The National Academy of Public Administration, like many of us, is encouraged by the Obama administration’s promise to transform the culture and the day-to-day functioning of the federal government into a much more transparent, participatory, and collaborative reality.
The academy sees three challenges that are inhibiting a truly collaborative federal government: an outdated 20th Century approach to technology where each agency has their own rigid IT environment; an inability to relate data to information, and information to decision making; and a bureaucratic culture where strong incentives exist to protect institutions as opposed to allowing cooperation and innovation.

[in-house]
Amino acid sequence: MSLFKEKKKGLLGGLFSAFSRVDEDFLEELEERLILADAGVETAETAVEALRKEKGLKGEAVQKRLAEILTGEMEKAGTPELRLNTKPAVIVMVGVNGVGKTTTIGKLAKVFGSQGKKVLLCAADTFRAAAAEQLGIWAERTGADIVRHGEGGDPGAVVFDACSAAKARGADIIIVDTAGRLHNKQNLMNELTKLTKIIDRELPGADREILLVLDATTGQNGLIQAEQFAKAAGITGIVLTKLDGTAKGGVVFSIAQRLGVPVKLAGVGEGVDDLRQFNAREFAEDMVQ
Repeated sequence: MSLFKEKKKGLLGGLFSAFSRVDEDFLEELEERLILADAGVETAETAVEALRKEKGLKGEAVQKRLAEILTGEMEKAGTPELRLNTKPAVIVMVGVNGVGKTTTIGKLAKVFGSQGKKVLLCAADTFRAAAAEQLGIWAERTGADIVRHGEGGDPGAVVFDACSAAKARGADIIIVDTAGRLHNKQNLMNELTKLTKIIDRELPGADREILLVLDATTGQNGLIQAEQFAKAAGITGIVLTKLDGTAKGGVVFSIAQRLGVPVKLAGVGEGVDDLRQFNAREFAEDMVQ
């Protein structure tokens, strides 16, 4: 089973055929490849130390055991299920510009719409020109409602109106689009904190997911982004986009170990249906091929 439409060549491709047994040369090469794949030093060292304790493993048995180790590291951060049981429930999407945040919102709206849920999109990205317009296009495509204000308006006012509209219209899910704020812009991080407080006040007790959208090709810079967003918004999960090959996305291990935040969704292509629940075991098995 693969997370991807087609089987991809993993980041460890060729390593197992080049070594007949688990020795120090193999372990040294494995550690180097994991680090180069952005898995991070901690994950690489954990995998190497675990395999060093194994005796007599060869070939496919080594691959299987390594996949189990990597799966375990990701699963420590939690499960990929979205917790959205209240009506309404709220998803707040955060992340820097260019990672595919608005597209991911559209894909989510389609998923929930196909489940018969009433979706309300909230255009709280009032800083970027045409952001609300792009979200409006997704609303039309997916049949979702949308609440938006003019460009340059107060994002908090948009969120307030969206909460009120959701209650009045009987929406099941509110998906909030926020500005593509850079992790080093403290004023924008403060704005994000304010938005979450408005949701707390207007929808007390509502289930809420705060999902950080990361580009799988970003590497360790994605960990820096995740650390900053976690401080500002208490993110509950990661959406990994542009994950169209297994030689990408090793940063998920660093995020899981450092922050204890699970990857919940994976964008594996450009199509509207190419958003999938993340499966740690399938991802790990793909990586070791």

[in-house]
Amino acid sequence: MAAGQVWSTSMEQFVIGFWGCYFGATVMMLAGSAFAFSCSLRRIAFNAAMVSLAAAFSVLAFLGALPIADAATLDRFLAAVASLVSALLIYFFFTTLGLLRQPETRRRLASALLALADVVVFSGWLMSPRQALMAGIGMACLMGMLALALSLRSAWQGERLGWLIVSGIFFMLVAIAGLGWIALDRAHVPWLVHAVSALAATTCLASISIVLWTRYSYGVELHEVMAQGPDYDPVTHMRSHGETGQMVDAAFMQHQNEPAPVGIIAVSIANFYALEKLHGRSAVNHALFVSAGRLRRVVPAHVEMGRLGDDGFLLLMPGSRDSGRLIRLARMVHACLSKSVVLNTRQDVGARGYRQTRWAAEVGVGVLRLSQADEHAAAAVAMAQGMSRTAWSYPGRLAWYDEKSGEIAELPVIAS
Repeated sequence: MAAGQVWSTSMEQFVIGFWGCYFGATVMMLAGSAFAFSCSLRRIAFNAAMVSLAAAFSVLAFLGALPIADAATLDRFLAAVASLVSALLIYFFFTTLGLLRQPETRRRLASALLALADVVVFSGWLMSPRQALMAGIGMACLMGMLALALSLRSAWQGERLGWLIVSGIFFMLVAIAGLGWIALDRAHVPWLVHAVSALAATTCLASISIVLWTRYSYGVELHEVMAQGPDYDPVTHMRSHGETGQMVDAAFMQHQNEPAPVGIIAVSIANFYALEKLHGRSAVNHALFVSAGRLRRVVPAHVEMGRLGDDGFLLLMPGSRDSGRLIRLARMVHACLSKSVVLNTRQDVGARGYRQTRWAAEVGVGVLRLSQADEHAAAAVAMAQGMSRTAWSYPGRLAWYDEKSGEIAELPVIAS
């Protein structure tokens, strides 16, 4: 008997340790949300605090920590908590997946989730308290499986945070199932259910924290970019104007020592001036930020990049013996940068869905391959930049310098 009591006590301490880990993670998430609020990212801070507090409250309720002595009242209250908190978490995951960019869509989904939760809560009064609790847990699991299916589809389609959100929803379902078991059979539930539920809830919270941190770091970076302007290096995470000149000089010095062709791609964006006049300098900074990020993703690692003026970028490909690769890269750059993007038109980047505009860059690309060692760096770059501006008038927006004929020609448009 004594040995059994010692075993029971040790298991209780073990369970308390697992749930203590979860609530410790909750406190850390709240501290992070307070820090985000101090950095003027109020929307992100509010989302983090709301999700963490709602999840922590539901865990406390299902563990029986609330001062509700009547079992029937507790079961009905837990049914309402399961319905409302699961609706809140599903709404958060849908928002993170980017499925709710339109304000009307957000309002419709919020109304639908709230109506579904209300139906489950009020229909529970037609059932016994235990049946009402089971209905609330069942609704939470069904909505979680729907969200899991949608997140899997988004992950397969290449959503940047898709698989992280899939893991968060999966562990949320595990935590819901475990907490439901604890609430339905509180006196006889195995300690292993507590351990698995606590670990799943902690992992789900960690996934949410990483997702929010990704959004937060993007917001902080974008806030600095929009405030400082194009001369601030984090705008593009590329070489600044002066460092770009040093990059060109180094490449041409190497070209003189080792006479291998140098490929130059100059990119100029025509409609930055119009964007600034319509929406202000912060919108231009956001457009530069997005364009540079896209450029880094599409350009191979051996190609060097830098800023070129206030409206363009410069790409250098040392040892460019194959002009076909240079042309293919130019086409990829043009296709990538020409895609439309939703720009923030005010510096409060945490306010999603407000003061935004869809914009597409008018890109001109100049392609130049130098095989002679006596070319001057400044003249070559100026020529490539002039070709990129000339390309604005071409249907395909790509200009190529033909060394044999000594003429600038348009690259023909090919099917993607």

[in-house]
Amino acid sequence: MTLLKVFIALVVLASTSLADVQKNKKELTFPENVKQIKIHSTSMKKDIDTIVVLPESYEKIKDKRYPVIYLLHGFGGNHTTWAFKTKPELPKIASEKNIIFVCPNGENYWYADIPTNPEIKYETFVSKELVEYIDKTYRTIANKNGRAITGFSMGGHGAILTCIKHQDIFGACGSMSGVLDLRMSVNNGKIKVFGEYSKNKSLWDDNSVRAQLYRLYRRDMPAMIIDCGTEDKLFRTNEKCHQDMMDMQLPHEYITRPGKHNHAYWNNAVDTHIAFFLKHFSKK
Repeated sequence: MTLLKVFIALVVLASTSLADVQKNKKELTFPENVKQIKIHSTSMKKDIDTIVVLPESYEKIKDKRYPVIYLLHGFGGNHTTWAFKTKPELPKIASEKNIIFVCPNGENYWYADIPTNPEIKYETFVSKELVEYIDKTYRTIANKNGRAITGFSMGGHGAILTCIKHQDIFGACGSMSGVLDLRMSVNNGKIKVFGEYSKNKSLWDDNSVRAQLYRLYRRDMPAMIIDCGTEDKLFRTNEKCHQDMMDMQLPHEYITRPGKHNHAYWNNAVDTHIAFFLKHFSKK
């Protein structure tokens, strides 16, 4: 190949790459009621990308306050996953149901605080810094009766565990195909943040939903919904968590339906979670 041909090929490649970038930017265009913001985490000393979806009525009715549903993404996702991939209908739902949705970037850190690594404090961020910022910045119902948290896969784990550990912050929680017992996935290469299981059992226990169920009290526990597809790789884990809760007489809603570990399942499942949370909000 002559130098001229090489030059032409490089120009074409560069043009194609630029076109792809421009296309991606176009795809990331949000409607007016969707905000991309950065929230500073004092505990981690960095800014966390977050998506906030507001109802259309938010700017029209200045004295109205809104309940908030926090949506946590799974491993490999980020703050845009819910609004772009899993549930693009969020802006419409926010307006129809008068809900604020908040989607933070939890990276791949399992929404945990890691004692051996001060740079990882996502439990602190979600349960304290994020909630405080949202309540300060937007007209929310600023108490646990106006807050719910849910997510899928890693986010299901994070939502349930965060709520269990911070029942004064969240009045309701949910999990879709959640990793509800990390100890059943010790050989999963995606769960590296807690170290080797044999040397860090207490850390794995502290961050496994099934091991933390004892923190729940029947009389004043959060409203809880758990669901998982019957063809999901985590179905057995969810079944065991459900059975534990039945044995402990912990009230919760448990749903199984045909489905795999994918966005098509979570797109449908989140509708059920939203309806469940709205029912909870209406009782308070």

The NAPA has issued a paper, “Enabling Collaboration: Three Priorities for the New Administration,” which encourages the new administration to meet these challenges head on. They outline a collaborative model that brings citizens’ ideas and priorities into the process of decision making and governing. They suggest the administration create an open technology environment by building a modern communications infrastructure; treat data as a national asset by replacing the focus on controlling information with a focus on sharing it; and foster a culture for collaboration by revising laws, policies and habits that inhibit innovation and collaboration. By focusing on these priorities, the new administration can begin transforming federal agencies so that they are enabling a more open and transparent democracy.
While there’s nothing that’s very new or radical about their suggestions it’s great to see NAPA on board. All of us working for transparency in government will have to work doubly hard to make sure candidate Obama’s promises are fulfilled.